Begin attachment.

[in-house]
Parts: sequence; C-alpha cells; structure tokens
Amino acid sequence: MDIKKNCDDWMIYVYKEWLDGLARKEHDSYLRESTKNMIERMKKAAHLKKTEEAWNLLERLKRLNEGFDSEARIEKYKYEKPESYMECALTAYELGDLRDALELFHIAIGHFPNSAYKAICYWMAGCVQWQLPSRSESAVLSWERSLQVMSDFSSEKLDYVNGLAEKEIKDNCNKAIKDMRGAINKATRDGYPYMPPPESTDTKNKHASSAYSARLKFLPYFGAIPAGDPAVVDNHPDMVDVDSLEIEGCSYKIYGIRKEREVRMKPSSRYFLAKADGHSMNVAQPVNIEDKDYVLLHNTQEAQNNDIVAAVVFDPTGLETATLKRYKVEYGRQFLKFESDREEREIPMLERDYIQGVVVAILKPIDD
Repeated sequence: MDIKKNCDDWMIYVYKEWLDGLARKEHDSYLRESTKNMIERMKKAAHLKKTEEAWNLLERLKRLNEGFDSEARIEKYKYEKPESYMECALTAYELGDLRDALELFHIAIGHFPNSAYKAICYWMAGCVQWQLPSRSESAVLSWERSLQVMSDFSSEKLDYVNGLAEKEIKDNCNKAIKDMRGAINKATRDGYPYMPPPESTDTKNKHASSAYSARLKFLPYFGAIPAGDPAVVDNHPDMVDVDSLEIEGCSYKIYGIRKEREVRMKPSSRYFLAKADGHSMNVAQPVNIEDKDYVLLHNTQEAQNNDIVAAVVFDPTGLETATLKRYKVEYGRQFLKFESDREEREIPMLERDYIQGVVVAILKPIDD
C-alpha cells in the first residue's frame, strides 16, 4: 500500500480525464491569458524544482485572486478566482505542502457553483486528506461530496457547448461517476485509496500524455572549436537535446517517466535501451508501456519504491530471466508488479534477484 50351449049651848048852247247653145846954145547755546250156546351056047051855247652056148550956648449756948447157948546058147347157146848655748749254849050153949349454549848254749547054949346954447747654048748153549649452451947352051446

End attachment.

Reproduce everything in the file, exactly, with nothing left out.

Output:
[in-house]
Parts: sequence; C-alpha cells; structure tokens
Amino acid sequence: MDIKKNCDDWMIYVYKEWLDGLARKEHDSYLRESTKNMIERMKKAAHLKKTEEAWNLLERLKRLNEGFDSEARIEKYKYEKPESYMECALTAYELGDLRDALELFHIAIGHFPNSAYKAICYWMAGCVQWQLPSRSESAVLSWERSLQVMSDFSSEKLDYVNGLAEKEIKDNCNKAIKDMRGAINKATRDGYPYMPPPESTDTKNKHASSAYSARLKFLPYFGAIPAGDPAVVDNHPDMVDVDSLEIEGCSYKIYGIRKEREVRMKPSSRYFLAKADGHSMNVAQPVNIEDKDYVLLHNTQEAQNNDIVAAVVFDPTGLETATLKRYKVEYGRQFLKFESDREEREIPMLERDYIQGVVVAILKPIDD
Repeated sequence: MDIKKNCDDWMIYVYKEWLDGLARKEHDSYLRESTKNMIERMKKAAHLKKTEEAWNLLERLKRLNEGFDSEARIEKYKYEKPESYMECALTAYELGDLRDALELFHIAIGHFPNSAYKAICYWMAGCVQWQLPSRSESAVLSWERSLQVMSDFSSEKLDYVNGLAEKEIKDNCNKAIKDMRGAINKATRDGYPYMPPPESTDTKNKHASSAYSARLKFLPYFGAIPAGDPAVVDNHPDMVDVDSLEIEGCSYKIYGIRKEREVRMKPSSRYFLAKADGHSMNVAQPVNIEDKDYVLLHNTQEAQNNDIVAAVVFDPTGLETATLKRYKVEYGRQFLKFESDREEREIPMLERDYIQGVVVAILKPIDD
C-alpha cells in the first residue's frame, strides 16, 4: 500500500480525464491569458524544482485572486478566482505542502457553483486528506461530496457547448461517476485509496500524455572549436537535446517517466535501451508501456519504491530471466508488479534477484 50351449049651848048852247247653145846954145547755546250156546351056047051855247652056148550956648449756948447157948546058147347157146848655748749254849050153949349454549848254749547054949346954447747654048748153549649452451947352051446